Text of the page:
Once you have identified these people, find ways to build relationships with them that will help you establish trust and credibility. For example, attending exclusive events and having meaningful conversations can be a great way to network with more affluent connections and get your brand name out there.

Focus on the value and quality in your offering

It's not enough to just offer high-end products or services – you need to make sure that customers are aware of the value they will be getting from them.

Make sure that you communicate this value clearly as part of your enhanced marketing efforts.

The sales team plays a crucial role in this process, ensuring that the benefits are effectively conveyed to potential clients. Also, your product roadmap should reflect features and improvements that support your value proposition, reinforcing your product market fit.

Prioritizing this alignment across the company can drive the company's growth, even amidst competing priorities.

Develop exclusive (preferably high-profile) partnerships or collaborations

Developing exclusive partnerships is an effective way to move up the market by charging more for products or services. 

By partnering with other brands or businesses in the same industry, truly enterprise companies can leverage their connections and resources to create unique offerings that are tailored to higher-end customers. 

In today's connected world, social media is a great place to start.

Focus on innovating new features and capabilities

Differentiate yourself from the competition by providing a unique value-add. 

If you have a product offering, that product should have something that makes it different, unique, and better than comparable offerings. 

In some cases, your brand equity and innovation can be unique enough that you occupy a higher-margin value in the minds of consumers. 

Achieving that realm is all about the offering and perception. 

Either way, you should always be seeking to innovate, iterate and improve. If you don't, you not only won't be able to charge a higher margin, but your competitors will eat your lunch.

Create loyalty programs with rewards for customers

Not only do these programs help to increase customer loyalty, but they also serve as a way to incentivize large customers to keep coming back and buying from you. 

First, solve a real problem, and then give them a reason and incentive to return.

Leverage customer data to improve product design and packaging

Take input from your customers about how to improve everything from design to product features to post-purchase service. 

Implement changes that provide the added value customers expect, and they are more likely to pay more. 

Include changes and inputs into your CRM and marketing automation chains with your enterprise sales reps.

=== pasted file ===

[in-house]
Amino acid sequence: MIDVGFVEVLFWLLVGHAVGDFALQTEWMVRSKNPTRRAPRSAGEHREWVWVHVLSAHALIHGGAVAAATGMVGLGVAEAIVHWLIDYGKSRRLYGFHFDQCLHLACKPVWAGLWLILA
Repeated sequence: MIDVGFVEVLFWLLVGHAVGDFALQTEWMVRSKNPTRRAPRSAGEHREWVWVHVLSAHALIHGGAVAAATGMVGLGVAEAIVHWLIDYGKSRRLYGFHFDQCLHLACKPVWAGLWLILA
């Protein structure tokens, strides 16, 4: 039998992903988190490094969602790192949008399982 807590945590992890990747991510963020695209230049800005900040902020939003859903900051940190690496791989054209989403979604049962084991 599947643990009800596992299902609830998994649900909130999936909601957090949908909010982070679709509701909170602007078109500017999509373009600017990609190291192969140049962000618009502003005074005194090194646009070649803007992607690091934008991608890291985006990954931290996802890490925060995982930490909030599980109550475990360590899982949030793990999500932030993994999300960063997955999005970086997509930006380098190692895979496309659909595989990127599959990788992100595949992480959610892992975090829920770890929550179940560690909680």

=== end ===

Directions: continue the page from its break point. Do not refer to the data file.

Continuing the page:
And, as we've stated previously, so much of what is given as "value" is often in the perception. 

Customers and enterprise clients that can both have input and ownership in the process of design and feature sets are more likely to feel a sense of input and be willing to pay more.

Provide higher-quality customer service

Target higher-end customers by providing personalized, tailored services and solutions. 

This means going above and beyond the usual customer service approach of simply responding to queries and resolving issues. 

Instead, companies should strive to offer a more personalized experience that takes into account the individual needs of their customers. 

Microsoft has almost always played catch-up with Apple in many areas, but one of the biggest areas was customer service. 

Superior service and ownership of the entire value chain are the reasons Apple holds such impressive profit margins. 

Because of their higher margin offering, Apple continues to best nearly every retail statistic with the Apple retail concept. 

But Apple is only one high-profile example of how to provide value-added service as part of a premium offering.

Increase prices, but add more value

You are justified in simply increasing prices if:

  • Demand is too high for your time to fulfill all the service or product requests
  • You already have a superior offering
  • You add additional value to your offering that can justify the higher price

Adding more value via better service or improved features (and subsequently increasing prices) will, in most cases, increase your margins far above where they were previously. It has a multiplier effect.

Do hard things well

Amazon has a mantra coined by CEO Jeff Bezos:

Make Moves, Increase Profit Margins

The idea of moving up-market with your product or service can be intimidating, but it doesn't have to be. 

It is possible to increase the value you offer customers and charge more for your products or services without sacrificing quality or customer satisfaction. 

In short, it's about improving customer success to make more money and improve your own profit margin. 

Moving upmarket involves understanding what makes your customers tick and how they perceive value in the products and services you provide. 

Moving "up market" means more than just charging more.

It often means improvement and then crafting the right marketing message targeting your ideal customer persona for your brand. 

That's where we come in. We service numerous locations around the country.

Let us help you with your next marketing campaign.


Nate Nead

founder and CEO of Marketer

Nate Nead is the founder and CEO of Marketer, a distinguished digital marketing agency with a focus on enterprise digital consulting and strategy. For over 15 years, Nate and his team have helped service the digital marketing teams of some of the web's most well-recognized brands. As an industry veteran in all things digital, Nate has founded and grown more than a dozen local and national brands through his expertise in digital marketing. Nate and his team have worked with some of the most well-recognized brands on the Fortune 1000, scaling digital initiatives.